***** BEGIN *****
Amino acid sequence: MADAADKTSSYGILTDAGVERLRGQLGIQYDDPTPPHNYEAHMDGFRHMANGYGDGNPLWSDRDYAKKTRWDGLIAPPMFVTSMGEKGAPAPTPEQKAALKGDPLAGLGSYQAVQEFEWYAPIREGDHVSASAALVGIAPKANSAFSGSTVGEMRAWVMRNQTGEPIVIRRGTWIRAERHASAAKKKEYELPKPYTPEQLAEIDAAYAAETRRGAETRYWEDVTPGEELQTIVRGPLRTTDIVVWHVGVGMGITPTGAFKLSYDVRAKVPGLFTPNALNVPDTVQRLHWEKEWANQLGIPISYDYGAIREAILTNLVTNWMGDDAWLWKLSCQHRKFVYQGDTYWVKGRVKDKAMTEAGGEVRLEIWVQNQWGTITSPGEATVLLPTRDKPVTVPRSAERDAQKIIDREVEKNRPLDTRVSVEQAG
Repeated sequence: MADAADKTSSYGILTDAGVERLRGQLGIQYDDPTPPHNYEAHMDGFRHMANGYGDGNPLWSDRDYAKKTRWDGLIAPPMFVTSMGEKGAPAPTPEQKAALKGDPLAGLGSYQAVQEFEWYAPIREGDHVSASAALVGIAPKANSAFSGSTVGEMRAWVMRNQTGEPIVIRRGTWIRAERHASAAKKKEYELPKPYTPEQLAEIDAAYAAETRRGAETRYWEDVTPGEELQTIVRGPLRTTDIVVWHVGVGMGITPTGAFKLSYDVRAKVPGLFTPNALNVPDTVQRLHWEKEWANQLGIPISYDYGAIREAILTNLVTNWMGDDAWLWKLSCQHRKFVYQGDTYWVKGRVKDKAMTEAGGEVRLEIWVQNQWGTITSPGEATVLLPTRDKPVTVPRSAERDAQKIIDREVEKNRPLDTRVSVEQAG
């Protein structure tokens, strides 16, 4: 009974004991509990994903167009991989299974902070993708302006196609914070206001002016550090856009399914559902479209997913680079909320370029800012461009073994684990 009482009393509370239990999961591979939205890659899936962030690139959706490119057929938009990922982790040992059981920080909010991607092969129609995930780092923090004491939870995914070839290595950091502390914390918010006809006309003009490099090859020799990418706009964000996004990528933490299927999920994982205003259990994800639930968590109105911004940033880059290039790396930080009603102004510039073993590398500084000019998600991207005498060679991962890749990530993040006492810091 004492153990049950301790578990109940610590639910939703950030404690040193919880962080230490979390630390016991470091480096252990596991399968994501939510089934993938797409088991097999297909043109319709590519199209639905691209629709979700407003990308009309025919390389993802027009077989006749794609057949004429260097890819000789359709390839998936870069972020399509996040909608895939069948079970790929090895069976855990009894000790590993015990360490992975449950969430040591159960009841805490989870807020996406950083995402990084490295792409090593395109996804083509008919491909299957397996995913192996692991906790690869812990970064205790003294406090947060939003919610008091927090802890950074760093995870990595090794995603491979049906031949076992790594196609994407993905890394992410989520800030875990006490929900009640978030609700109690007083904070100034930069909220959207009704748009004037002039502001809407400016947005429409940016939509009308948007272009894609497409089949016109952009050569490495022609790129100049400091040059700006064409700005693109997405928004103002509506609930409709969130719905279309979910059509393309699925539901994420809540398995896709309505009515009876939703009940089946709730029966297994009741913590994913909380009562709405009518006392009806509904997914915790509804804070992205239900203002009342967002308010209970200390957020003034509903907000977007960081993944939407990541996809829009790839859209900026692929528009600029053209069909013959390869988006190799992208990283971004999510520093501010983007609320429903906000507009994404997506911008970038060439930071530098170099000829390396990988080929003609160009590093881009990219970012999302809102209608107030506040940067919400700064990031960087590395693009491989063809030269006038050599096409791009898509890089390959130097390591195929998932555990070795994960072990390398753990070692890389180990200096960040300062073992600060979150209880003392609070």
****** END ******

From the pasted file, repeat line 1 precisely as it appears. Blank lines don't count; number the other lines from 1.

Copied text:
Amino acid sequence: MADAADKTSSYGILTDAGVERLRGQLGIQYDDPTPPHNYEAHMDGFRHMANGYGDGNPLWSDRDYAKKTRWDGLIAPPMFVTSMGEKGAPAPTPEQKAALKGDPLAGLGSYQAVQEFEWYAPIREGDHVSASAALVGIAPKANSAFSGSTVGEMRAWVMRNQTGEPIVIRRGTWIRAERHASAAKKKEYELPKPYTPEQLAEIDAAYAAETRRGAETRYWEDVTPGEELQTIVRGPLRTTDIVVWHVGVGMGITPTGAFKLSYDVRAKVPGLFTPNALNVPDTVQRLHWEKEWANQLGIPISYDYGAIREAILTNLVTNWMGDDAWLWKLSCQHRKFVYQGDTYWVKGRVKDKAMTEAGGEVRLEIWVQNQWGTITSPGEATVLLPTRDKPVTVPRSAERDAQKIIDREVEKNRPLDTRVSVEQAG